Le plat pays qui (n’)est (pas) le mien

March 30, 2015 § Leave a comment

Victor Hugo, Souvenir de Belgique (c. 1852-55) (seen at Talabardon & Gautier's stand, TEFAF, Maastricht and the Salon du Dessin, Paris)

Victor Hugo, Souvenir de Belgique (c. 1852-55) (seen at Talabardon & Gautier’s stand, TEFAF, Maastricht and the Salon du Dessin, Paris)

Another March, another trip to TEFAF and the Salon du Dessin (with a trip to Brussels to visit friends in the middle)… which goes some way to explaining why I’ve been rather silent here of late. So I’ll break the silence with one of my favourite works from both fairs, this extraordinary drawing by Victor Hugo.

Victor Hugo? Yes, he might be better known as the author of Les Misérables and Notre Dame de Paris, but there’s another side to his work, which he kept fairly private during his lifetime – darkly visionary drawings, mostly of mysterious buildings or crumbling ruins looming out of pools of wash and tangled webs of inky lines. Souvenir de Belgique is thought to date from between 1852-55, when he was living in exile on Guernsey, his sojourn in Belgium in the recent but rapidly receding past – a drawing not from life, but from memory and imagination. I’ve spent enough time on trains crossing Belgium over the last few weeks to feel that Hugo innately understood the flatness and bleakness of the landscape, as well as the melancholy and mystery: I have no idea whether Fernand Khnopff knew about this drawing (I’d guess not) but it looks and feels like a precursor to his own weird, misty visions of the Ardennes and of a dead Bruges.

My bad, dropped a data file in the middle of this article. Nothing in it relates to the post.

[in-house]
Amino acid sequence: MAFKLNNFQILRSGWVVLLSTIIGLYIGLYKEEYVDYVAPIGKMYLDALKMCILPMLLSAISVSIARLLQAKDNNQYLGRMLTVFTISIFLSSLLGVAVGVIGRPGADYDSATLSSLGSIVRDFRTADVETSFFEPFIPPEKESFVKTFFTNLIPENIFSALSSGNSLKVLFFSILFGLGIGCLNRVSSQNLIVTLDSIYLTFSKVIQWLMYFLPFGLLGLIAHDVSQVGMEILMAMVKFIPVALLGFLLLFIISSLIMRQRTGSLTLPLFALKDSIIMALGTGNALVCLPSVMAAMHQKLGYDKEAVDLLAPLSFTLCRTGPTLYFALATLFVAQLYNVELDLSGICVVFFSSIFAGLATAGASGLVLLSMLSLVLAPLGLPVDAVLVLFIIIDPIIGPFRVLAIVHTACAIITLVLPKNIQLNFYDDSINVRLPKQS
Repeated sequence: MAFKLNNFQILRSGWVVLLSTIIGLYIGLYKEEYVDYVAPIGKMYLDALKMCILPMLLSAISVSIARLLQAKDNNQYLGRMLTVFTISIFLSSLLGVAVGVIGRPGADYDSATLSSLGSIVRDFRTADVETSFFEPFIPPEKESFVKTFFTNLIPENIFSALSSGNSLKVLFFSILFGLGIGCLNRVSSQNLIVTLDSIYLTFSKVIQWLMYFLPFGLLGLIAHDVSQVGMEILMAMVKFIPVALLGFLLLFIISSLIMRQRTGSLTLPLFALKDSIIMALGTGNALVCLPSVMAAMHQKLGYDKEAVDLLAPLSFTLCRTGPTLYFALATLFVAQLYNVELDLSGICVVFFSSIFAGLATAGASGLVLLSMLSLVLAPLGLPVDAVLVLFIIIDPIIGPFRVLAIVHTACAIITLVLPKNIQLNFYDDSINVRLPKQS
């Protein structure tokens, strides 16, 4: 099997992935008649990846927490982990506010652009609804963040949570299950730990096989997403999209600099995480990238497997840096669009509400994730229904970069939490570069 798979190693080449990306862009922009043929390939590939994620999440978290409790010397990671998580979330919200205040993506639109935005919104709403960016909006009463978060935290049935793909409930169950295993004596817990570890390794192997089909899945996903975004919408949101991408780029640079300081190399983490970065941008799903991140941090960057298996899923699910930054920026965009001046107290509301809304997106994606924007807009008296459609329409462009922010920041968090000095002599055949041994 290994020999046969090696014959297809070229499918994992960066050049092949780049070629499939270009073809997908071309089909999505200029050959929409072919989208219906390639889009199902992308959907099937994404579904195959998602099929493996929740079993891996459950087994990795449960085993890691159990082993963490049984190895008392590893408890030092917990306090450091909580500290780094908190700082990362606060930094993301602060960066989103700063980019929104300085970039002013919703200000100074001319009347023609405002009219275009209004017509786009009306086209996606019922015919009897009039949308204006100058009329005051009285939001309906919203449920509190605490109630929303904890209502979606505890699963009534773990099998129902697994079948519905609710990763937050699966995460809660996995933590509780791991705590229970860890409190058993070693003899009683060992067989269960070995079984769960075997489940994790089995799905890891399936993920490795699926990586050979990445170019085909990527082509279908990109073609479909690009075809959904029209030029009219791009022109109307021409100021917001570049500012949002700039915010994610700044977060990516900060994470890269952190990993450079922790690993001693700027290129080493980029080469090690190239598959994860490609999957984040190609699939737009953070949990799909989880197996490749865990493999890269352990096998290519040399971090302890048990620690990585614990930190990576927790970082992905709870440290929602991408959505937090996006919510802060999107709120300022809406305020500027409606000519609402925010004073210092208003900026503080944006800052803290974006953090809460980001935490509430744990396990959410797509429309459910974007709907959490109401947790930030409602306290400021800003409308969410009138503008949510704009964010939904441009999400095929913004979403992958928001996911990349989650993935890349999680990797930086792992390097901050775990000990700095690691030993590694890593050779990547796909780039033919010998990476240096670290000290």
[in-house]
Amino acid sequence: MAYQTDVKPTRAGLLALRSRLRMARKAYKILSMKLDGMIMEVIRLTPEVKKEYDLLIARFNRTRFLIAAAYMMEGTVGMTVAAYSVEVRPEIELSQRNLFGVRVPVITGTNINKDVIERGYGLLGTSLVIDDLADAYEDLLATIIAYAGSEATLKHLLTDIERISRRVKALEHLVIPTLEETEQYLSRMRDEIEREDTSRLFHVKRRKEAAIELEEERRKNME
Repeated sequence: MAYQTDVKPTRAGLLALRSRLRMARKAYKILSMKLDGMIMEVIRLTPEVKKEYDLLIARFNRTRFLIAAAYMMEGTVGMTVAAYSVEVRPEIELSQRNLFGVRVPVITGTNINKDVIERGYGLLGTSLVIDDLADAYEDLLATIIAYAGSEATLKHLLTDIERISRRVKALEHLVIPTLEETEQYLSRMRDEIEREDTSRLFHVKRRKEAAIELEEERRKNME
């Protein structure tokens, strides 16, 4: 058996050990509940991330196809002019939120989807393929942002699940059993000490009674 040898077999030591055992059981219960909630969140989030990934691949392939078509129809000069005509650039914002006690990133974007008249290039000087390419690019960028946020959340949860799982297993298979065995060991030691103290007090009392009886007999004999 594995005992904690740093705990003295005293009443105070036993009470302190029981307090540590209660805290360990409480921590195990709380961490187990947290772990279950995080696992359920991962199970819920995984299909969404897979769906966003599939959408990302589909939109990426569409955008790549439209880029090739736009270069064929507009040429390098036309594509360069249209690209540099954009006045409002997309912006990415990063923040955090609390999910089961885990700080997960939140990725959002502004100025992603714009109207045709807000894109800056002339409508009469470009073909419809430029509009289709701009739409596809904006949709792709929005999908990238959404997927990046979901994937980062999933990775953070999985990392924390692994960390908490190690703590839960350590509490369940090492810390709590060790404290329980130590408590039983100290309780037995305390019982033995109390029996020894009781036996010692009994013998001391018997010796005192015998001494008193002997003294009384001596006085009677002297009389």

Most of Hugo’s drawings are on a fairly modest scale, but Souvenir de Belgique is more ambitious, nearly a metre across including the frame. And you can’t not include the frame – it’s integral to the drawing. Hugo inscribed the title on it, signed it, and continued the drawing on it in the form of a strange red flower (hard to identify, but I think a poppy is likely, and would tie in nicely with the dreamlike quality of the drawing). But the most extraordinary thing about the frame sadly doesn’t come through in my less-than-wonderful photo.

The frame is made of pine, and it’s beaded with droplets of resin. They are of course long dried and hardened but under the lights on the stand, both in Maastricht and Paris, they still look wet, as if the planks are freshly cut and oozing resin, almost like – dare I say it – blood, or sweat, or tears.

Yes, it sounds a bit grisly, but I don’t imagine Hugo’s choice of wood can have been accidental. It makes the drawing seem alive (and grieving, or wounded, perhaps mortally) in a way no more conventional frame possibly could.


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